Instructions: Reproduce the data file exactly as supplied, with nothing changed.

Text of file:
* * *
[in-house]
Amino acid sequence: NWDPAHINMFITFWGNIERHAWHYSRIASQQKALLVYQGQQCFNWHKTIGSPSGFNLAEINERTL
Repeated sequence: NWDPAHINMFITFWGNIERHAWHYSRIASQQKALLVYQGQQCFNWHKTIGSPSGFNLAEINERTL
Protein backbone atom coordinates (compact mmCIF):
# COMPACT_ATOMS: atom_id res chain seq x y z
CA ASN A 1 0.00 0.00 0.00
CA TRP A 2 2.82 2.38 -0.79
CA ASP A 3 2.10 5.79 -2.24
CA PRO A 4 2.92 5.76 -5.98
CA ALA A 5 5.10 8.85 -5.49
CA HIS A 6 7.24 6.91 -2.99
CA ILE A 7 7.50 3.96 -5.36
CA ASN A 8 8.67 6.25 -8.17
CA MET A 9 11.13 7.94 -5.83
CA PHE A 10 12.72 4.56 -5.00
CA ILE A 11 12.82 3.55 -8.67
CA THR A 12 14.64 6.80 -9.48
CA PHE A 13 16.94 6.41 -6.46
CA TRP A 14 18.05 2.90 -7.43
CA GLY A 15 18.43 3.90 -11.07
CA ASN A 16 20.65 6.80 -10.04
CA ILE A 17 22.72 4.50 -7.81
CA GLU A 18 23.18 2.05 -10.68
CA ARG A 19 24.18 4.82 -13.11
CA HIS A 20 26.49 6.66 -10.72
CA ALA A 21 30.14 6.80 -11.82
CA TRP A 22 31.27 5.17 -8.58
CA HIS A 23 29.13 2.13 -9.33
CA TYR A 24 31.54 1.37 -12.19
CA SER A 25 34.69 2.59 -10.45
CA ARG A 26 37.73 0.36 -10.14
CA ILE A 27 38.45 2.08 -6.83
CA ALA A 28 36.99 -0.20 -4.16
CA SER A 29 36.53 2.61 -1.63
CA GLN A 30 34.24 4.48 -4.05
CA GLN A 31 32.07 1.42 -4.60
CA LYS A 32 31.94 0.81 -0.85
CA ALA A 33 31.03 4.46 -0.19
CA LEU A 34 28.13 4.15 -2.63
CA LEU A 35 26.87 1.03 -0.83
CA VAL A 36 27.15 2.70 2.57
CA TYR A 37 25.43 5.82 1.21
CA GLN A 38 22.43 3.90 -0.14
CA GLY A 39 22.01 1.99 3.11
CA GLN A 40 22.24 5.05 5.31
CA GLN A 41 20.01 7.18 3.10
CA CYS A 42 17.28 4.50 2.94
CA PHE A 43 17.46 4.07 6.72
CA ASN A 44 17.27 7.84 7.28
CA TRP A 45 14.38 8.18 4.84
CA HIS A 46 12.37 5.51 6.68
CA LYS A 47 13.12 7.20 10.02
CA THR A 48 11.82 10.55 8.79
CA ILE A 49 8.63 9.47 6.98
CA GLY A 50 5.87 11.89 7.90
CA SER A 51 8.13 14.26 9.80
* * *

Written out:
[in-house]
Amino acid sequence: NWDPAHINMFITFWGNIERHAWHYSRIASQQKALLVYQGQQCFNWHKTIGSPSGFNLAEINERTL
Repeated sequence: NWDPAHINMFITFWGNIERHAWHYSRIASQQKALLVYQGQQCFNWHKTIGSPSGFNLAEINERTL
Protein backbone atom coordinates (compact mmCIF):
# COMPACT_ATOMS: atom_id res chain seq x y z
CA ASN A 1 0.00 0.00 0.00
CA TRP A 2 2.82 2.38 -0.79
CA ASP A 3 2.10 5.79 -2.24
CA PRO A 4 2.92 5.76 -5.98
CA ALA A 5 5.10 8.85 -5.49
CA HIS A 6 7.24 6.91 -2.99
CA ILE A 7 7.50 3.96 -5.36
CA ASN A 8 8.67 6.25 -8.17
CA MET A 9 11.13 7.94 -5.83
CA PHE A 10 12.72 4.56 -5.00
CA ILE A 11 12.82 3.55 -8.67
CA THR A 12 14.64 6.80 -9.48
CA PHE A 13 16.94 6.41 -6.46
CA TRP A 14 18.05 2.90 -7.43
CA GLY A 15 18.43 3.90 -11.07
CA ASN A 16 20.65 6.80 -10.04
CA ILE A 17 22.72 4.50 -7.81
CA GLU A 18 23.18 2.05 -10.68
CA ARG A 19 24.18 4.82 -13.11
CA HIS A 20 26.49 6.66 -10.72
CA ALA A 21 30.14 6.80 -11.82
CA TRP A 22 31.27 5.17 -8.58
CA HIS A 23 29.13 2.13 -9.33
CA TYR A 24 31.54 1.37 -12.19
CA SER A 25 34.69 2.59 -10.45
CA ARG A 26 37.73 0.36 -10.14
CA ILE A 27 38.45 2.08 -6.83
CA ALA A 28 36.99 -0.20 -4.16
CA SER A 29 36.53 2.61 -1.63
CA GLN A 30 34.24 4.48 -4.05
CA GLN A 31 32.07 1.42 -4.60
CA LYS A 32 31.94 0.81 -0.85
CA ALA A 33 31.03 4.46 -0.19
CA LEU A 34 28.13 4.15 -2.63
CA LEU A 35 26.87 1.03 -0.83
CA VAL A 36 27.15 2.70 2.57
CA TYR A 37 25.43 5.82 1.21
CA GLN A 38 22.43 3.90 -0.14
CA GLY A 39 22.01 1.99 3.11
CA GLN A 40 22.24 5.05 5.31
CA GLN A 41 20.01 7.18 3.10
CA CYS A 42 17.28 4.50 2.94
CA PHE A 43 17.46 4.07 6.72
CA ASN A 44 17.27 7.84 7.28
CA TRP A 45 14.38 8.18 4.84
CA HIS A 46 12.37 5.51 6.68
CA LYS A 47 13.12 7.20 10.02
CA THR A 48 11.82 10.55 8.79
CA ILE A 49 8.63 9.47 6.98
CA GLY A 50 5.87 11.89 7.90
CA SER A 51 8.13 14.26 9.80